Pregnancy, delivery and breastfeeding are extremely special events in a woman’s life as they initiate her into motherhood. Today, modern medicine has helped many a woman overcome the risks associated with these life-changing events. But more often than not, too much or wrong medical intervention can sap the joy out of bringing a baby into this world, often leaving parents, especially mums, feeling helpless and deeply disturbed.
Jincy Varghese, a young mum and a software professional from Panvel, had such a nightmarish experience before she started her breastfeeding journey. Here is her story.
Could you share with us what complications you went through during your pregnancy and delivery?
Jincy: My pregnancy was smooth until I developed Gestational Diabetes in the 7th month. From then on, I kept a strict check on my lifestyle and eating habits and lost almost 5-6 kgs in my third trimester. My sugar levels came down but I still had to take tablets.
In the 39th week scan, the doctor pointed out that the umbilical cord had knotted twice around my baby’s neck and his head hadn’t engaged in the birth canal. I was advised a C-section. There was no compulsion though. But given the pregnancy stage I was in, I didn’t want to take any risks, I agreed.
The operation happened the next day. In the Operation Theatre, I was fully awake and aware of things happening around me during the operation. Suddenly, I started getting breathless and I thought I was dying. I couldn’t talk and almost lost my voice. In my later interactions with other moms who have undergone C-sections, a lot of them said they felt the same. So, I am guessing the breathlessness was the effect of the anaesthesia. My operation was over soon and I saw my baby. He had the umbilical cord twisted twice around his neck like the doctor said. I was happy to see him and hear him cry. But what saddens me to date is that I never got the chance to hold him or keep him on my chest after his birth. I got to hold him only after he was shifted from the NICU the next day.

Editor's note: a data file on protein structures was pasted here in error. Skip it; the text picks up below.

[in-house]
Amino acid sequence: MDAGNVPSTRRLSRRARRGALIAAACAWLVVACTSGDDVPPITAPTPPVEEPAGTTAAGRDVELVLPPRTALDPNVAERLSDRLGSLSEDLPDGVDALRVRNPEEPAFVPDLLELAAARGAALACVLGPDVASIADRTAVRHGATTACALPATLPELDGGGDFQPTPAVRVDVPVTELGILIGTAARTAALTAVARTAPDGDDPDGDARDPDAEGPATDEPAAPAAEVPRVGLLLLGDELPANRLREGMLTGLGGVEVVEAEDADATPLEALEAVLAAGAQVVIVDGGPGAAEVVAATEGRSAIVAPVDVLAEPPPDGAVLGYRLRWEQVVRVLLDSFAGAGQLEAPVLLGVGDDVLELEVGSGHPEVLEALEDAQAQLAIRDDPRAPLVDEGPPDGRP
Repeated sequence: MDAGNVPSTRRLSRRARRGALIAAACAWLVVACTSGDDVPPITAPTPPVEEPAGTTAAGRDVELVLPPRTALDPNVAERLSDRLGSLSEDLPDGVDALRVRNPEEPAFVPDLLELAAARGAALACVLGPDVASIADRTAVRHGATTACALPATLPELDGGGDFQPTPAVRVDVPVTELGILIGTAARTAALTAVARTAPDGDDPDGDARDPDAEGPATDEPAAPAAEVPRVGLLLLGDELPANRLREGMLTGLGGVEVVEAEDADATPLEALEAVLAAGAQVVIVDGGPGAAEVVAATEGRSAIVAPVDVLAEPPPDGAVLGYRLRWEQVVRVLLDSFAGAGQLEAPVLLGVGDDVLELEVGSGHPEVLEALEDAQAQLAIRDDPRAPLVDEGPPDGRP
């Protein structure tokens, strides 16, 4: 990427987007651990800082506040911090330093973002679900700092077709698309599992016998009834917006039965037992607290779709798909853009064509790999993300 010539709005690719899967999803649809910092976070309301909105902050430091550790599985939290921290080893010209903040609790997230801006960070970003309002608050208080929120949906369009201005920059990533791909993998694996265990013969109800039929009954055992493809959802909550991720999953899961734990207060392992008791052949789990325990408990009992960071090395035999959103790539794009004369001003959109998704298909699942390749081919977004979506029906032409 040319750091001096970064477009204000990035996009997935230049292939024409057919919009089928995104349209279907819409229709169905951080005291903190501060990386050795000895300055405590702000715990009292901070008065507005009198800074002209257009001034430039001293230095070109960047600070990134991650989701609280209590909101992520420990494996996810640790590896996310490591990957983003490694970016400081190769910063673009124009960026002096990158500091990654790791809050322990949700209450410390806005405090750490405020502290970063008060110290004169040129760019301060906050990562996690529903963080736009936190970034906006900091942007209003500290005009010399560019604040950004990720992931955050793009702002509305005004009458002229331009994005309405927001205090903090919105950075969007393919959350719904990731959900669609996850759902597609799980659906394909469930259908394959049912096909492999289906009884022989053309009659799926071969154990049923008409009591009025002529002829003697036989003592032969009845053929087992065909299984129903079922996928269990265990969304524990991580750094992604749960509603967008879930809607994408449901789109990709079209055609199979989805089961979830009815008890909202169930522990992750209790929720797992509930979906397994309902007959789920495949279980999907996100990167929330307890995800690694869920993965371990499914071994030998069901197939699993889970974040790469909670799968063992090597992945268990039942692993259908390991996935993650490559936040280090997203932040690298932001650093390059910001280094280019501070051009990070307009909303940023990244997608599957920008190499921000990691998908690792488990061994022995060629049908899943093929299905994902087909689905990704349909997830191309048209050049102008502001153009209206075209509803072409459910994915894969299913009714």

Why was your baby taken to the NICU and what happened there?
Jincy: Since I had Gestational Diabetes, the doctors felt the need to test my baby’s sugar levels too. They wanted to monitor him for at least 48 hours post birth. That is why he was taken to the NICU soon after his birth. At the NICU, he was fed formula even though there was a milk bank in the hospital. I still don’t know why. Luckily for me, my baby was doing well and was discharged from the NICU in less than the speculated 48 hours.
What was the doctor's/NICU staff's explanation for giving the baby formula?
Jincy: To this day I still don't know why the doctors and NICU nurses opted to give my baby formula milk instead of breastmilk from the milk bank. They didn't give me any explanation. Theoretically, most doctors strongly advocate breastfeeding. (In fact, my doctor almost threatened me that I won’t get a Discharge Certificate from the hospital until I get comfortable with breastfeeding).
But in practise, they fed my baby formula milk. I believe this is because hospitals these days get milk powder for babies at discounted rates from pharmaceutical companies. A lot of parents often struggle to wean off the formula milk and switch to breastmilk. This misstep by hospitals adds to the struggles of new parents. Many parents who have been through this will corroborate.
Was the post-delivery course of action informed by the doctor in advance during checkups?